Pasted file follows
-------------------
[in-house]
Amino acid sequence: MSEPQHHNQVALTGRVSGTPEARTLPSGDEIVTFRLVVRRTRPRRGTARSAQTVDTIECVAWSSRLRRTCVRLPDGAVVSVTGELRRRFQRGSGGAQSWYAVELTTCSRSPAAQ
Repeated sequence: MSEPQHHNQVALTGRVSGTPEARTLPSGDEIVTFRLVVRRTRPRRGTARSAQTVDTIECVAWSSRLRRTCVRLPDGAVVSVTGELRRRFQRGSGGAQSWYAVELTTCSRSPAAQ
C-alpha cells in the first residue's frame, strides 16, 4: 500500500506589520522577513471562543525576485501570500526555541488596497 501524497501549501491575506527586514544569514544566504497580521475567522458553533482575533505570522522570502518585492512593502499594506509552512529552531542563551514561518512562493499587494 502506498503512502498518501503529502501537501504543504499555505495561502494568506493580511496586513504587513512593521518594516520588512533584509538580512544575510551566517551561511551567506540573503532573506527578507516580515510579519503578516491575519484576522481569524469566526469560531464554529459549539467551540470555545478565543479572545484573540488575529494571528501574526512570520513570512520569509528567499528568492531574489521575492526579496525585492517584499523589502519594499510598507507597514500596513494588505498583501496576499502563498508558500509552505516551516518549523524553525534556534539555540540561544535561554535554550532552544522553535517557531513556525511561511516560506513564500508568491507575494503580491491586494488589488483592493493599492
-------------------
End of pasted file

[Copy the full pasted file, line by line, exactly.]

[in-house]
Amino acid sequence: MSEPQHHNQVALTGRVSGTPEARTLPSGDEIVTFRLVVRRTRPRRGTARSAQTVDTIECVAWSSRLRRTCVRLPDGAVVSVTGELRRRFQRGSGGAQSWYAVELTTCSRSPAAQ
Repeated sequence: MSEPQHHNQVALTGRVSGTPEARTLPSGDEIVTFRLVVRRTRPRRGTARSAQTVDTIECVAWSSRLRRTCVRLPDGAVVSVTGELRRRFQRGSGGAQSWYAVELTTCSRSPAAQ
C-alpha cells in the first residue's frame, strides 16, 4: 500500500506589520522577513471562543525576485501570500526555541488596497 501524497501549501491575506527586514544569514544566504497580521475567522458553533482575533505570522522570502518585492512593502499594506509552512529552531542563551514561518512562493499587494 502506498503512502498518501503529502501537501504543504499555505495561502494568506493580511496586513504587513512593521518594516520588512533584509538580512544575510551566517551561511551567506540573503532573506527578507516580515510579519503578516491575519484576522481569524469566526469560531464554529459549539467551540470555545478565543479572545484573540488575529494571528501574526512570520513570512520569509528567499528568492531574489521575492526579496525585492517584499523589502519594499510598507507597514500596513494588505498583501496576499502563498508558500509552505516551516518549523524553525534556534539555540540561544535561554535554550532552544522553535517557531513556525511561511516560506513564500508568491507575494503580491491586494488589488483592493493599492